With our last two, we come to my other top 3 females of the Persona 4 cast starting with my #3, the flirtatious idol Rise Kujikawa or “Risette”. Rise is first introduced into the main portion of the game after taking a break from show business to stay with her grandmother, using health reasons as her excuse. Upon interacting with and joining the main party, Rise is flirtatious and bold with the Protagonist, flirting with him openly in front of the rest of the cast to the ire of the other girls. Rise shares the same general idea and theme as Teddie in her own self-identity, though executed in a different way than Teddie’s. For Rise, she struggles to find what she considers to be the “real Rise”, with the conflict between her normal self and the idol persona that is shown on TV. This personal conflict mirrors a topic that I remember discussing previously in my Comic Books as Literature class, though that was in relation to V for Vendetta. We as people all wear masks and put on different faces when we interact with different people. For Rise, her struggle comes from no one looking past the idol image to see the real her behind the stage lights and production until the main cast. In the Protagonist and the Investigation Team, Rise finds a group of people who accept and befriend her for who she is as a person, not the idol that everyone admires. This theme, along with her personal conflict on whether or not to return to showbiz, makes up the major progression of her Social Link, as we get to see the after-effects of her decision to quit being an idol and the regret she holds towards that decision. Rise’s development was handled exceptionally well and I found myself tearing up at multiple moments later in her Social Link.
Finally, we round out the main cast with the character who grew to be my second favorite member of the game’s main cast, the “Detective Prince” Naoto Shirogane. Naoto’s initial character development and her growth around her Shadow and Social Link hit home really hard for me for several reasons. Introduced initially as a famous detective who comes to town to investigate the murders, the Investigation Team learns through her dungeon that she is indeed a female, despite beliefs otherwise from the general populace. This is all surrounded with insecurities from Naoto related to her own gender, with her own desires to become a detective and her belief that she won’t be taken seriously as a woman in her profession. Her discomfort with her own gender leads to her passing herself as a boy and rejecting her own femininity initially until she meets and becomes involved with the main group. Her interactions with the Investigation Team lead her to wanting to be accepted as her true self and not the “socially acceptable” option, embracing her own womanhood (as can be seen on display in the summer vacation epilogue) and continuing to pursue her own dreams. While not exactly the same, many of my close friends have dealt with issues related to their own gender and discomfort with who they are, which really brought Naoto’s personal struggle to a new level in my eyes.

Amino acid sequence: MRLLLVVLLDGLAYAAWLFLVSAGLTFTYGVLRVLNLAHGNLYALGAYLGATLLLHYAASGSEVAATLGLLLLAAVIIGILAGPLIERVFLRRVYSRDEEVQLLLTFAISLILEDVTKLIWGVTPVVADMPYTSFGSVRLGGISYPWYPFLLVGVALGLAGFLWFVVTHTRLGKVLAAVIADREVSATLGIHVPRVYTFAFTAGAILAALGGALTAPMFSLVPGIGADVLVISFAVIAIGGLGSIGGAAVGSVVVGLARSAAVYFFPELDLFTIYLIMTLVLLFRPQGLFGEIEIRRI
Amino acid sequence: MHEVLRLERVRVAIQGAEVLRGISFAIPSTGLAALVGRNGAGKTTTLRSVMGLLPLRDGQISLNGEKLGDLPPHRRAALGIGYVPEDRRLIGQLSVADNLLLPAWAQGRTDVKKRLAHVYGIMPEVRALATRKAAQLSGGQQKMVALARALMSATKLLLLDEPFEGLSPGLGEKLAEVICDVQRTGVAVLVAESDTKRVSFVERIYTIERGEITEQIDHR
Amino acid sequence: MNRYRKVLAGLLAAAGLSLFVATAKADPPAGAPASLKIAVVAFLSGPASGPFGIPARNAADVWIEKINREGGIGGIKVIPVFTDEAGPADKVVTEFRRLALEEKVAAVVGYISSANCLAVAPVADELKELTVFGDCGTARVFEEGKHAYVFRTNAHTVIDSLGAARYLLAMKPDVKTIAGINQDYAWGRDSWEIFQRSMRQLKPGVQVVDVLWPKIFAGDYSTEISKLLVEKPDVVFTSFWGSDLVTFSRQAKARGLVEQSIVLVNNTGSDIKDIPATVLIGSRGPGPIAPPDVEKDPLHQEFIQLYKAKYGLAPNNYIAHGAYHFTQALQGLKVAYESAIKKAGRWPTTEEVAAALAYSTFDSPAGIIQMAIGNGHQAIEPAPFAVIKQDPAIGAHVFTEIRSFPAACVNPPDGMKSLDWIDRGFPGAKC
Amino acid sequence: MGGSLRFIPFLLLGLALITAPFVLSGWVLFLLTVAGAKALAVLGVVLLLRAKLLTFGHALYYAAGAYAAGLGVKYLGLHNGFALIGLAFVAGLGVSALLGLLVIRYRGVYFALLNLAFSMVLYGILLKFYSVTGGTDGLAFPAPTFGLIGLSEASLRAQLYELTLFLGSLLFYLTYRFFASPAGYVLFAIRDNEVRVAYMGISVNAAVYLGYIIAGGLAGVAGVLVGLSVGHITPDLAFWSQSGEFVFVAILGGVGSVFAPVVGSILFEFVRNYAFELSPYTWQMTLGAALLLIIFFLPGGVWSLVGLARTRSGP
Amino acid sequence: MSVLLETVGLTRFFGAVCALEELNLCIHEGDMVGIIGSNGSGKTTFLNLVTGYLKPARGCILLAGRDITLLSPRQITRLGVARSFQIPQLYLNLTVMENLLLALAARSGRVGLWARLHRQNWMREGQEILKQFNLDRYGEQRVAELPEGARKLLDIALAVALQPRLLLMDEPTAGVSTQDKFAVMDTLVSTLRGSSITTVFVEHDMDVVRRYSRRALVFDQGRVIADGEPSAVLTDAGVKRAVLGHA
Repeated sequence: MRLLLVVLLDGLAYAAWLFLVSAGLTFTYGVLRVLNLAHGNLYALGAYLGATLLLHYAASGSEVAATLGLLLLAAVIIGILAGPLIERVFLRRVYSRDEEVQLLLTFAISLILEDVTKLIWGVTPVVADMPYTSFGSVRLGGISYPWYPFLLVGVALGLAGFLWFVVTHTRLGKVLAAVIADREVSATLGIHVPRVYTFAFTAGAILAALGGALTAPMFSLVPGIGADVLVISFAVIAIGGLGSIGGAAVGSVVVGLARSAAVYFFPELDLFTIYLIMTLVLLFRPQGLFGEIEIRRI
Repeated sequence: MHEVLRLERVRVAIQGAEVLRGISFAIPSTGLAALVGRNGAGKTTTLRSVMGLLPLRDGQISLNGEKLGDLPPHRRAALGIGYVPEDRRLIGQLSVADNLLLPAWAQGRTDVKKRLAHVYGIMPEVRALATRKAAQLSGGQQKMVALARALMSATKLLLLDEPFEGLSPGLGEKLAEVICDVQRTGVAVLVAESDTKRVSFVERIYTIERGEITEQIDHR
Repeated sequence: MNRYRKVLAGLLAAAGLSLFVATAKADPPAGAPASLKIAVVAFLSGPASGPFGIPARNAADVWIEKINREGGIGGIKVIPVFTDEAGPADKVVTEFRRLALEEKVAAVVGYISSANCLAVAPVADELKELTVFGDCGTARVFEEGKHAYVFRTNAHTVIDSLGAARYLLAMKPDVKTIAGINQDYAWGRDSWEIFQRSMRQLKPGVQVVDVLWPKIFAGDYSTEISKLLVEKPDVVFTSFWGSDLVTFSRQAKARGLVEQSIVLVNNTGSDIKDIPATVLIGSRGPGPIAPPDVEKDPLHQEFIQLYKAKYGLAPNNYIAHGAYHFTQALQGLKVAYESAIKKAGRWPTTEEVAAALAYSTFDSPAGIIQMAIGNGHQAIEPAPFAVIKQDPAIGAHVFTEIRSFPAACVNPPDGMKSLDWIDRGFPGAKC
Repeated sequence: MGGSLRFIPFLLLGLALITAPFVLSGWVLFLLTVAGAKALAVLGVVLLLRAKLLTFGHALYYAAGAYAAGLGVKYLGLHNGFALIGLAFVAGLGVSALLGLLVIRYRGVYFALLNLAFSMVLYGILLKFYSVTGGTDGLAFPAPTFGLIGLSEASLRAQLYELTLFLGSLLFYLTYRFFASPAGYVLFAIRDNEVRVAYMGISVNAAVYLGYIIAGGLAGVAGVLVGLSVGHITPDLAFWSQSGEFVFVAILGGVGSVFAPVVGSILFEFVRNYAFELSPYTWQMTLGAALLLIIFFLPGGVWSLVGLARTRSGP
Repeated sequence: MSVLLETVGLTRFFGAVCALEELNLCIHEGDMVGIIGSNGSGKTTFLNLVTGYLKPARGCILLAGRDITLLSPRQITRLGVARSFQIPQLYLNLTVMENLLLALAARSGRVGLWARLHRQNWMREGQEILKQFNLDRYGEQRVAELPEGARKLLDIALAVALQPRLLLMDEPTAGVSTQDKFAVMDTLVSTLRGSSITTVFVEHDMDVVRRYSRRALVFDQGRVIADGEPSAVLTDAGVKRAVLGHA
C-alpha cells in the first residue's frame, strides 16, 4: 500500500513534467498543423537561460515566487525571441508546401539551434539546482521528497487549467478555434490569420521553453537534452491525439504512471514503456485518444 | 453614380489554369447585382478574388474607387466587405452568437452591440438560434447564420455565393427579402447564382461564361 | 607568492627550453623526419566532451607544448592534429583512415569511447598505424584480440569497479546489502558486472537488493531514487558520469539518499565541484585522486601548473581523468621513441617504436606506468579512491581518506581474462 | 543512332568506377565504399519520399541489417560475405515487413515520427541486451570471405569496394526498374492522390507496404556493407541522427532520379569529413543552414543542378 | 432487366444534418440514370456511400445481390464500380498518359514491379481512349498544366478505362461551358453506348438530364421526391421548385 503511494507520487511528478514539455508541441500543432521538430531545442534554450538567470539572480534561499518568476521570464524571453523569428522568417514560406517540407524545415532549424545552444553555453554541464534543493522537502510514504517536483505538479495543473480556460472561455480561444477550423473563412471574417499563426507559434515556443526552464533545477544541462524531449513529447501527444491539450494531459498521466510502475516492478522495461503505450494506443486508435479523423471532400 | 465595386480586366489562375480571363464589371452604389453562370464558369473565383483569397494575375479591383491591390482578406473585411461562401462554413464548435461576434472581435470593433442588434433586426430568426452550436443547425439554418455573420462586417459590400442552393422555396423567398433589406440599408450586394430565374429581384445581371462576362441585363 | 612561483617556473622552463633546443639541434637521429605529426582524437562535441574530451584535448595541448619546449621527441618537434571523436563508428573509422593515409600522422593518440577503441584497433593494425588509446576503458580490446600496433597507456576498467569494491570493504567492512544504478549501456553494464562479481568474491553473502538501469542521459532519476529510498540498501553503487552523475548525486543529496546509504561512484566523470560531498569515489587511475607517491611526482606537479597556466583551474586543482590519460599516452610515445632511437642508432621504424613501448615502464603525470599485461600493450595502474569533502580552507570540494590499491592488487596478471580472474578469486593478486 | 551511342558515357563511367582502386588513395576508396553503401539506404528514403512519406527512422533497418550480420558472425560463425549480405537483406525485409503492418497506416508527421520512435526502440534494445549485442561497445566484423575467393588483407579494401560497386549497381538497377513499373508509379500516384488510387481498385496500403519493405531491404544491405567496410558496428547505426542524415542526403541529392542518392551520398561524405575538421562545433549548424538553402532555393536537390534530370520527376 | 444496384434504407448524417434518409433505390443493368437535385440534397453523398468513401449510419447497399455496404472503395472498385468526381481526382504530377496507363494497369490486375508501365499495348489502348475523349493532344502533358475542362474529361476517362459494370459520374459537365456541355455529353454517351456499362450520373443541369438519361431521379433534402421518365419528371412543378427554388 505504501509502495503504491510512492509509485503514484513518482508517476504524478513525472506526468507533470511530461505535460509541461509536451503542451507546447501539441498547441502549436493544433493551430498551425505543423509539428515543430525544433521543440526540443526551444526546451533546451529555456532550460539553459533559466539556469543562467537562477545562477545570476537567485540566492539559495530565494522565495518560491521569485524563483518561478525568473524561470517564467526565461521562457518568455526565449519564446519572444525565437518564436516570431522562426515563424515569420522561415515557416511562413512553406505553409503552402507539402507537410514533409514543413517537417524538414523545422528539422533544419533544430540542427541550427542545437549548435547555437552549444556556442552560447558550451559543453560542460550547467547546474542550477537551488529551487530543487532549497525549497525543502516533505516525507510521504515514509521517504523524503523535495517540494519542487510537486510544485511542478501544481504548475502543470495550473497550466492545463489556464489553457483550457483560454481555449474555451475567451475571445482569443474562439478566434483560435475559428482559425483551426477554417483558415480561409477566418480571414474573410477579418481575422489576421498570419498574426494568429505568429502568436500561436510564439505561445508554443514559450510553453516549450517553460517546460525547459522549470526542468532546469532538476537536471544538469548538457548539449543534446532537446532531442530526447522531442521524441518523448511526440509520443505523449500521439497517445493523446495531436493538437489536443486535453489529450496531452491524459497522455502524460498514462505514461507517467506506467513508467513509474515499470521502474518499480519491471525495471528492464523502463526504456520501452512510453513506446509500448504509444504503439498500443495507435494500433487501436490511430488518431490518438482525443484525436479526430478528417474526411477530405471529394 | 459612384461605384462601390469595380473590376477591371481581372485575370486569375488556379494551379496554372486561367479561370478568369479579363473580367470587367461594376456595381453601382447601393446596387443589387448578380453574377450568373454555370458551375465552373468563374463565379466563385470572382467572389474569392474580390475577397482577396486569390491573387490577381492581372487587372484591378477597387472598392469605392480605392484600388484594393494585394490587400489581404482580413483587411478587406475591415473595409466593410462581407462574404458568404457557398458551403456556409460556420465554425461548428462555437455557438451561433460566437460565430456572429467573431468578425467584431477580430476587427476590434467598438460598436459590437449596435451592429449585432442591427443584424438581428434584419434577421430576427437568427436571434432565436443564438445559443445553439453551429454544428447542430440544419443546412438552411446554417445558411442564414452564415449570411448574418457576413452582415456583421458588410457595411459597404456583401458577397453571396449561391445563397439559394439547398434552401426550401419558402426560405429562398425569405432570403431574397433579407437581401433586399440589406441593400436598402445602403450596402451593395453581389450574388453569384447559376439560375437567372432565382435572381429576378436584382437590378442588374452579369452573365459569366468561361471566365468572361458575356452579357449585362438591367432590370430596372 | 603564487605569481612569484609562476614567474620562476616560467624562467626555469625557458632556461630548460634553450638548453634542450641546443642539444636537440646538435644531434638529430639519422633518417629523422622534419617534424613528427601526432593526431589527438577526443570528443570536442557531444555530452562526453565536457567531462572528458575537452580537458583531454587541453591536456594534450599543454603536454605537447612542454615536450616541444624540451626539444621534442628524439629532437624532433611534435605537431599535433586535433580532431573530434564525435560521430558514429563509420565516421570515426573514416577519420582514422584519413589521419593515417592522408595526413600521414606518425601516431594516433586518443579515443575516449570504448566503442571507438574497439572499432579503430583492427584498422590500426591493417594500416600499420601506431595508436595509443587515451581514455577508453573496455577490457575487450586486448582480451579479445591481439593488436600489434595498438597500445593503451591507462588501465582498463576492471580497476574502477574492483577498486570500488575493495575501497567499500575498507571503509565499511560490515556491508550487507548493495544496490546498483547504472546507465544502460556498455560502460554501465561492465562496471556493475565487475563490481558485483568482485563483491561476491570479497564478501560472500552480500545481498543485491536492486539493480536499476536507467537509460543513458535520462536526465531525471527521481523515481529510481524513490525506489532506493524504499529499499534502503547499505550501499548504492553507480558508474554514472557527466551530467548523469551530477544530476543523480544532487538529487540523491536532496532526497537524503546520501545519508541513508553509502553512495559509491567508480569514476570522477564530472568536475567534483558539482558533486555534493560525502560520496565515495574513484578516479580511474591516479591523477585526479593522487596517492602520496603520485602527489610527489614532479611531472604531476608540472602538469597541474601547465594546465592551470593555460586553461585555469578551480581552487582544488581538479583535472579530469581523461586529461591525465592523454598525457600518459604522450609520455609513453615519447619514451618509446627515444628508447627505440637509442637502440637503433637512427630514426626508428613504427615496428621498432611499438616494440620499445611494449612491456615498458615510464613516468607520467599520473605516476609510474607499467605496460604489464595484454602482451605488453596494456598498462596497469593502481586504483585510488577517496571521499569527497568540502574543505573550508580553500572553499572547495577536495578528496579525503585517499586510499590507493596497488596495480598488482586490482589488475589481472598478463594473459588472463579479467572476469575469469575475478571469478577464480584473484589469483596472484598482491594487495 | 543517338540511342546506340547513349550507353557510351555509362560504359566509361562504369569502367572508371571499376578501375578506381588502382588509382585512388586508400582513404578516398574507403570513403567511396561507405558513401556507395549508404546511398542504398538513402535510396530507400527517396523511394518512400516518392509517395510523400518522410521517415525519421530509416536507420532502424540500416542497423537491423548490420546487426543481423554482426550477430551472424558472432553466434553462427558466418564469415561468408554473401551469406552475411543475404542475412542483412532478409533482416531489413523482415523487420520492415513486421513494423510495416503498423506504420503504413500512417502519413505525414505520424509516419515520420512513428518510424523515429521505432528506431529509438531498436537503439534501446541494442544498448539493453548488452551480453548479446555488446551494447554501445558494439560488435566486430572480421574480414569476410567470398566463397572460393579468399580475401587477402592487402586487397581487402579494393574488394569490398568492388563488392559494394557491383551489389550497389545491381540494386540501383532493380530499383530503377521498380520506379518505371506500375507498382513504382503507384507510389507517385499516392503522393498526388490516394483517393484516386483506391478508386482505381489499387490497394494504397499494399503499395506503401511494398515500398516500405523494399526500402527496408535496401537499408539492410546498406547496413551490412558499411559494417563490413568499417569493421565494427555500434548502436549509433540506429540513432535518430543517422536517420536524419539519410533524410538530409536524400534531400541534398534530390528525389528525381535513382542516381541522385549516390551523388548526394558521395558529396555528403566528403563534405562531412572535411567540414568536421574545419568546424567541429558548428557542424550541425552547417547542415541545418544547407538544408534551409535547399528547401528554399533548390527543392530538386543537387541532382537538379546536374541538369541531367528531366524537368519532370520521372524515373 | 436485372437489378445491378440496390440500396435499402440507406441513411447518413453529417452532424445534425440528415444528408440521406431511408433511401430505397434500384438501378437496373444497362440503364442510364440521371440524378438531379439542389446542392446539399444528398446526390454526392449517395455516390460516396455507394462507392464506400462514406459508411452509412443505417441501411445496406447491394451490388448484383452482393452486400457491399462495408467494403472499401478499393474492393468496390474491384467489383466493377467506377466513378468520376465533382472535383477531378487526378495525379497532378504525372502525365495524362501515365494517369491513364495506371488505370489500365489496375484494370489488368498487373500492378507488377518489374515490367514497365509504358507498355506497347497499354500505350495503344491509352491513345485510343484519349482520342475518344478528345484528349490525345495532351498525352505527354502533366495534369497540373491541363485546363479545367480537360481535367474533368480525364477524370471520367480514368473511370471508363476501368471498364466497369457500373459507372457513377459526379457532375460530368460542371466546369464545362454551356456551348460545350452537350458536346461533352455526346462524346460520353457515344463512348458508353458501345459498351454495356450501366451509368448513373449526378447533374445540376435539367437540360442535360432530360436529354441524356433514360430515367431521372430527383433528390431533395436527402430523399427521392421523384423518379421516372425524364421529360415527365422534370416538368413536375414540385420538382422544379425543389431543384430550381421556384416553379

With that, we just about wrap up the main cast of Persona 4, but there is so much to say and so many more cast members that have been left untouched as of yet. I certainly wouldn’t be able to accept myself not talking about the wide supporting cast that blesses Persona 4 and makes the entire game feel alive. There’s a lot of great and relatable characters outside of the main 8 of Persona 4, so stay tuned for more in the next write-up.